Delivering zero-emissions: Oslo leverages procurement to take the lead
Oslo Municipality has set itself the ambitious target of reducing greenhouse gases (GHG) of 95% by 2030. The strategy towards achieving this ambitious target includes the use of public procurement as a cornerstone for implementation. Taking stock of emissions in Oslo has shown that transport is decidedly the largest source of both greenhouse gas emissions and air pollution, such as particulate matter and nitrogen oxides. In addition to efforts of reducing traffic volumes, the municipality is addressing this issue by setting clear objectives for transitioning towards Zero Emission delivery of goods and services. Almost all goods, services and works procured will involve transportation – whether this relates to the direct delivery of goods to the public administration, the movement of workers carrying out a publicly contracted service, or the distribution of goods used whilst in carrying out works or service contracts.
Oslo participated in the EU-funded project ‘BuyZet’, together with GLCN City Rotterdam and Procura+ Participant Copenhagen. The project enabled the three cities to calculate emissions of delivery processes to the public sector. Oslo’s mapping exercise demonstrated that the emissions associated with facility waste management, as well as building maintenance and repair services are significant to the overall transport emissions. Based on this key insight, Oslo developed a thorough, iterative method leveraging market dialogue and environmental requirements that enable procurers to help achieve the ambitious targets of zero-emission, last-mile delivery.
Why engaging the market is helping to achieve zero-emission
From Oslo’s experience, market dialogue before the actual tendering process is important to gain knowledge about suppliers’ readiness to introduce Zero-Emission Vehicles (ZEVs) in contracts. The engagement with potential suppliers may also reveal unknown opportunities and barriers to using ZEVs. In this case, the Procurement Unit has prepared an interview guide to be used for market dialogue sessions.
For the tender itself, Oslo goes beyond minimum requirements but harnesses award criteria and contract requirements as tools to integrate environmental aspects towards zero-emission vehicles and fuels.
Award criteria can decide who gets the tender
Oslo’s approach outlines a prioritization of Hydrogen vehicles or 100% battery-driven electric vehicles over Biogas vehicles over vehicles that use other sustainable fuels. For the latter two, the approach specifies that vehicles using plug-in hybrid technology with a minimum range of 50 km on electricity will score slightly higher than vehicles that do not. Also, vehicles with high payloads (2,000 kg or more) will score the highest. A gradual reduction in points for vehicles with lower payloads. And vehicles that will be ready from the contract start date will score the highest. A gradual reduction in points for vehicles that will be introduced during the first year of the contract. Oslo provides guidance on weighting the criteria, taking into account the sector and type of procurement i.e. goods or services.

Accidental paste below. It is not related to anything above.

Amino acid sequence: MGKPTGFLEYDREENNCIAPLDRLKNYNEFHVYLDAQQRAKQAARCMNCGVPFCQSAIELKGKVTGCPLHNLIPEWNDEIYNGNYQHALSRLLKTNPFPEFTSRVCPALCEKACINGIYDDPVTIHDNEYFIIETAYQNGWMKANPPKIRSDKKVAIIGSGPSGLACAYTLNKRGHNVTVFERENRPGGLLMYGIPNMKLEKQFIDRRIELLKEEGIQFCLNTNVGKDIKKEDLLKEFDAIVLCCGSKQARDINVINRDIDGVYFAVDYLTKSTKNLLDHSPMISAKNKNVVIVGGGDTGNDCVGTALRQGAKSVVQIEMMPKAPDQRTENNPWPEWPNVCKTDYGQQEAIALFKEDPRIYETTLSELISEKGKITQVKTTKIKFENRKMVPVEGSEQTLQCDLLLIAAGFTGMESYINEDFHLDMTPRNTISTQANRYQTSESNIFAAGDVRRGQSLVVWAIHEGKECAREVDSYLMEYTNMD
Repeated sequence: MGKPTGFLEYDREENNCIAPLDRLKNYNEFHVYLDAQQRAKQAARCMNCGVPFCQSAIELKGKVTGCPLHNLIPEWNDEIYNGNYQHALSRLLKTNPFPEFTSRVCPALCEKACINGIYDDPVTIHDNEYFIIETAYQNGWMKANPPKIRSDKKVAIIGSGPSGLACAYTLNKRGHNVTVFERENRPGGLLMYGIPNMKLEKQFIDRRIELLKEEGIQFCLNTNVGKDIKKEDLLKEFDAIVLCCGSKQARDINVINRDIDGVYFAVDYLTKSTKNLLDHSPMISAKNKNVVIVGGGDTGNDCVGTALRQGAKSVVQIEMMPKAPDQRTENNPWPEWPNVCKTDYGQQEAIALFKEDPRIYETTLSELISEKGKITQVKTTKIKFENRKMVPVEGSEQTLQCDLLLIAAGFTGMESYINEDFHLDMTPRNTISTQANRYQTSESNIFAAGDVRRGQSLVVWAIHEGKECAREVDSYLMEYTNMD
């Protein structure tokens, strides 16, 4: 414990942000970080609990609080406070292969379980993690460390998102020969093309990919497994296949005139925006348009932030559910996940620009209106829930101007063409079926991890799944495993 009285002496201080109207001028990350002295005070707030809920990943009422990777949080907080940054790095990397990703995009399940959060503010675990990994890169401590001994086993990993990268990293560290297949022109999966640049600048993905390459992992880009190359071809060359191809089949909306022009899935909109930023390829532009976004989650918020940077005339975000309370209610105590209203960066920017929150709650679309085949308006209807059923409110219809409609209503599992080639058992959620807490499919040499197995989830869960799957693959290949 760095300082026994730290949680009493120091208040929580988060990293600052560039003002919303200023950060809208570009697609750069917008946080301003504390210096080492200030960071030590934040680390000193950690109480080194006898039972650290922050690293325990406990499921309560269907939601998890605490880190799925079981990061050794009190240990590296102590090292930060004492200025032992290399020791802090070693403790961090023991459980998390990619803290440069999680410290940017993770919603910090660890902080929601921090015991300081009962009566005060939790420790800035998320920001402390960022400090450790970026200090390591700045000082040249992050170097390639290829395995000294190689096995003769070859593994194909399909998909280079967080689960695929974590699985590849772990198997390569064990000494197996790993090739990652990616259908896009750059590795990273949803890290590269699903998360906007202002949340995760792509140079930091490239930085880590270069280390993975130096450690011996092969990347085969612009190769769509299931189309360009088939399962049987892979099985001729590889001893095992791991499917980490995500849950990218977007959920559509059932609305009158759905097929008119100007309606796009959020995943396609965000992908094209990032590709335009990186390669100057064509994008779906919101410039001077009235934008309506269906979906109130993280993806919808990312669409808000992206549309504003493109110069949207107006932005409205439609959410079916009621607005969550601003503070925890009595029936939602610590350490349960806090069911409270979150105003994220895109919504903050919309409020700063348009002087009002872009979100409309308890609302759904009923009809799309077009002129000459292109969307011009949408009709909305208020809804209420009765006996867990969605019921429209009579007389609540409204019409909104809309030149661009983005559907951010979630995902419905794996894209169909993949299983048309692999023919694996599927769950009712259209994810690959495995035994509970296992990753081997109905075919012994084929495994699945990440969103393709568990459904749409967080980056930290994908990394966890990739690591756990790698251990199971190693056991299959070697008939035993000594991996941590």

First-hand experiences from agreements on Mobile phones and Occupational health services have already demonstrated that the environmental performance specified in bids were decisive, meaning that the suppliers won the contract based on their ability to use ZEVs.
The challenge of contract requirements
Oslo’s approach includes another option for procurers to include environmental requirements in tenders towards ZEVs, namely as part of the normal contract follow-up. An example for such requirement would be ‘the Supplier must, during the first year of the contract period, switch to sustainable fuels for all vehicles that use fossil fuels.’ However, the challenge of using contract requirements in relation to transport is that it is difficult to know, with certainty, how far suppliers are willing to go. Oslo’s experience suggests that contract requirements for the environment are often too “lenient” or not ambitious enough.
Replication and leadership
By design, Oslo has built-in further learning and replication mechanisms as a means to advance their established procurement method as well as to encourage other municipalities to follow-suit towards zero-emission delivery. For example, the aim is to guide already experienced procurement officers across departments to not only include criteria on vehicles and fuels but also to consider the mode of transport, route optimization and driving behaviour as part of upcoming tenders towards zero-emission delivery. Oslo actively contributes to replication of this procurement practice for example by sharing their procurement plan and lessons learned with a select group of observer cities as well as in the form of guidance material, which can be accessed here.
Every product purchased by a public administration must be delivered, whether paper clips or streetlights. The majority of services purchased by public administration involve the movement of goods and personnel, whether cleaning services, road maintenance, or waste collection. If cities are to achieve targets of zero-emission transport, the delivery stage is a key area where innovative solutions need to be mainstreamed.
However, the GLCN city is a lighthouse for zero-emission procurement beyond transport. Another pioneering area the city is working on is the procurement of zero-emission construction sites by 2050. Learn more about Oslo’s procurement targets and strategy here.